Protester: “It’s scandalous. They’re putting us in a 'hold-up' situation with ordinances and executive orders. Macron is presenting an incomplete bill. We say France is not a dictatorship, but it starts to seem that way if that’s the way it works.”
A Cuban man died in the custody of Immigration and Customs Enforcement in Miami on Monday, marking the sixth immigrant to die in ICE custody since October. He was the second immigrant to die in ICE custody in the past week alone, after a British man died inside the Baker County Detention Center in Florida on Saturday.
Retired Salvadoran General Juan Rafael Bustillo has acknowledged for the first time that elite United States-trained forces were responsible for carrying out the 1981 El Mozote massacre in which nearly 1,000 unarmed villagers were killed. Most of those tortured and murdered by the U.S.-backed troops were women and children. This comes as the U.S. State Department has banned 13 former Salvadoran military officials from entering the United States after they allegedly orchestrated the extrajudicial killings of six Jesuit priests in 1989. Like the El Mozote massacre, the killing of the Jesuit priests was also carried out by soldiers trained by the United States.
In South Dakota, the Republican-controlled House has passed a bill that criminalizes gender-affirming surgery for transgender youth. Lawmakers voted 46 to 23 in favor of House Bill 1057, which would make it a felony for doctors to provide anyone under the age of 16 with puberty blockers, hormones and other transition-related healthcare. Parents and health professionals say the bill will take away life-saving treatments for transgender youth. Click here to see our full coverage of House Bill 1057 with the ACLU’s Chase Strangio and the Oscar-nominated director Yance Ford, the first openly transgender director nominated for an Academy Award.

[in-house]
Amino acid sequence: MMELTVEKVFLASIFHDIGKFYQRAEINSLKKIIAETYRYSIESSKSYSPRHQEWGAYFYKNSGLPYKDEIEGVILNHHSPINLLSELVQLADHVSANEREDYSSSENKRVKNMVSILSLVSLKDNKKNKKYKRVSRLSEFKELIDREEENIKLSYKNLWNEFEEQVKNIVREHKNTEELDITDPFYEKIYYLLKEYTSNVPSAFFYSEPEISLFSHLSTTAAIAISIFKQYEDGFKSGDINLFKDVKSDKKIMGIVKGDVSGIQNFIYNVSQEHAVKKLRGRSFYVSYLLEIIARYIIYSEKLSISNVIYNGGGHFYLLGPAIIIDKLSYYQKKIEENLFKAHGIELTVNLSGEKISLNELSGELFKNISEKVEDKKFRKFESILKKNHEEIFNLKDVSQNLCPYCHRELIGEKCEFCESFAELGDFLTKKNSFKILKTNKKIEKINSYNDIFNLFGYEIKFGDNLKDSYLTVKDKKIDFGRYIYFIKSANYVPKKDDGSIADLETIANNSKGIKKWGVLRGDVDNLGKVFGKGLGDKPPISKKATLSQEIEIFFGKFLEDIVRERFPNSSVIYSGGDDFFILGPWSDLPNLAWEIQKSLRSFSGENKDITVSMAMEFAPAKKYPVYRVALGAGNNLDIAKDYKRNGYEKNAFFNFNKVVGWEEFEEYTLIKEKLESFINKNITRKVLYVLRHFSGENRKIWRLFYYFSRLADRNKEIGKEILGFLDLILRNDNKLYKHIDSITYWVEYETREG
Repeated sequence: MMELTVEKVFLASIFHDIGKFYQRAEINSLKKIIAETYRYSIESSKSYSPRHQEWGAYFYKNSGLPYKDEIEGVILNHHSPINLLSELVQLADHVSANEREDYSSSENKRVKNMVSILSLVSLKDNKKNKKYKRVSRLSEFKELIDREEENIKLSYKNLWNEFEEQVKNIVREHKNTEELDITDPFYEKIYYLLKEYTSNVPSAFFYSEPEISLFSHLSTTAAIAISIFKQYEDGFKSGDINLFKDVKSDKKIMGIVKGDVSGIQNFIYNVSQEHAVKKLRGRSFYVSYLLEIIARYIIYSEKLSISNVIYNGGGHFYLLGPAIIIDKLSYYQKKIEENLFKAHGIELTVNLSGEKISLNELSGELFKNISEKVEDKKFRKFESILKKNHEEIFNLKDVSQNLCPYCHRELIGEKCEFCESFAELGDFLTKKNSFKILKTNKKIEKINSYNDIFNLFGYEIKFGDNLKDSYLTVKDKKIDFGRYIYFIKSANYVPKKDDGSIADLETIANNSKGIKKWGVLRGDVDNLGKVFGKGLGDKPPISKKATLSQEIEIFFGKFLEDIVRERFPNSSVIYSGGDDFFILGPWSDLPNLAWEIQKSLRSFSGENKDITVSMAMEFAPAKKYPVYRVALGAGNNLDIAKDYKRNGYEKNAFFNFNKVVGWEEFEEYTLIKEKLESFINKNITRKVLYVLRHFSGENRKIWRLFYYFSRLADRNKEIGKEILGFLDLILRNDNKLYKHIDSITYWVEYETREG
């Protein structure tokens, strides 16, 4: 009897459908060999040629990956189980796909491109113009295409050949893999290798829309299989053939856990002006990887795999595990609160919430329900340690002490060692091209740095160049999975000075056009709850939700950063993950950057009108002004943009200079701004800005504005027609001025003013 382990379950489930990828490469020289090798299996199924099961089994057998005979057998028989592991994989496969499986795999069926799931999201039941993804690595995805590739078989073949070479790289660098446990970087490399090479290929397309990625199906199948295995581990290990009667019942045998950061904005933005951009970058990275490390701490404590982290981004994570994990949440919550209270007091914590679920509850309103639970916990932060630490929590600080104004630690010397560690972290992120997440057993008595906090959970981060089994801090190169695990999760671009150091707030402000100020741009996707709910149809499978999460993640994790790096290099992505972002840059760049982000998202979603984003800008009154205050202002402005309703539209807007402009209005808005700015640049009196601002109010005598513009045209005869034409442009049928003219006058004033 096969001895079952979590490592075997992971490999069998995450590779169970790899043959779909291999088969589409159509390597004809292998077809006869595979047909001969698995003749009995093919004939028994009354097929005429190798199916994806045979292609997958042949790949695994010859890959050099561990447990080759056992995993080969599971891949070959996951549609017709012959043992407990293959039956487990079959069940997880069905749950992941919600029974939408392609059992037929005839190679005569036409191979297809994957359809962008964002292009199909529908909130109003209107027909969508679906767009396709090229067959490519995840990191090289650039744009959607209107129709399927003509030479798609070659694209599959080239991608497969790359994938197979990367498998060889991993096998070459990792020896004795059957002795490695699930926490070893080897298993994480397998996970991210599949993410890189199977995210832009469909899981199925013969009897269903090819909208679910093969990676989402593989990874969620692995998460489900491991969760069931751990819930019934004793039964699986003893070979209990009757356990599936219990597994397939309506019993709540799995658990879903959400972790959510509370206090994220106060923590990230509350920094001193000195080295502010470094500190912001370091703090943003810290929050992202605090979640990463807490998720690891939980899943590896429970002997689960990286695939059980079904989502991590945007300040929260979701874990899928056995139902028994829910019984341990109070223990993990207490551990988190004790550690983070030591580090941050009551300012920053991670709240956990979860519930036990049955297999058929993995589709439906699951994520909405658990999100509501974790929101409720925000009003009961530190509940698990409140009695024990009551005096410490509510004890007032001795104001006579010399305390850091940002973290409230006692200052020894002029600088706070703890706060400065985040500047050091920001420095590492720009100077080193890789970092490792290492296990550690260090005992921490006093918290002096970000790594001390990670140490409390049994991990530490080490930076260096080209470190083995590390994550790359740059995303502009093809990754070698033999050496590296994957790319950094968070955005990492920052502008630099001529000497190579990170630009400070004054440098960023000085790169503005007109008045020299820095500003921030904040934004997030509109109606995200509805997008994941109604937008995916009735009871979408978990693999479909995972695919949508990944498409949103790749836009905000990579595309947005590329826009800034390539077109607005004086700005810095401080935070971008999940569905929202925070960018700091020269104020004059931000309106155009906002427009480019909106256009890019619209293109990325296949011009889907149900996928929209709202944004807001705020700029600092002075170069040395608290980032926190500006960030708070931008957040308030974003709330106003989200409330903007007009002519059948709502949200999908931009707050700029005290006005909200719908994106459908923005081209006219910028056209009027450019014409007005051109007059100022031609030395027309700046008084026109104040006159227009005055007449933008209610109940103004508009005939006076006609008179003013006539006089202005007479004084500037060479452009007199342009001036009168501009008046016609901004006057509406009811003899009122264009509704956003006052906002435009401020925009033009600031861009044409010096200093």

The publisher Flatiron Books has canceled the author tour of the controversial novel “American Dirt,” after the book faced massive criticism and backlash for its stereotypical and inaccurate portrayal of Mexicans and the current migration crisis. The book by Jeanine Cummins tells the story of a Mexican mother and her son fleeing cartel violence. Before its release, it was heralded as the next great American novel, and Flatiron Books paid Cummins, who is not Mexican, a seven-figure advance. But a slew of Latino writers say the book is a poorly researched caricature of Mexico and have slammed the publishing industry for ignoring Latino writers who are telling their own stories of migration and displacement. This is author and writer Myriam Gurba speaking with Maria Hinojosa on NPR about reading “American Dirt” while in Mexico.
Myriam Gurba: “It felt insulting that I am in a country with a tremendous cultural history and a tremendous literary history, and I’m reading a book with an introductory letter from a publisher that argues that this author is going to give a face to the faceless. And I’m looking around at my Mexican family, and we all have faces. And faces and voices matter in my family.”
The book’s critics also say “American Dirt” completely erases Central Americans, who actually make up the largest number of asylum seekers currently fleeing to the U.S.-Mexico border. Myriam Gurba and other Latino writers have launched a campaign called #DignidadLiteraria — or “Literary Dignity” — in order to promote Latino writers.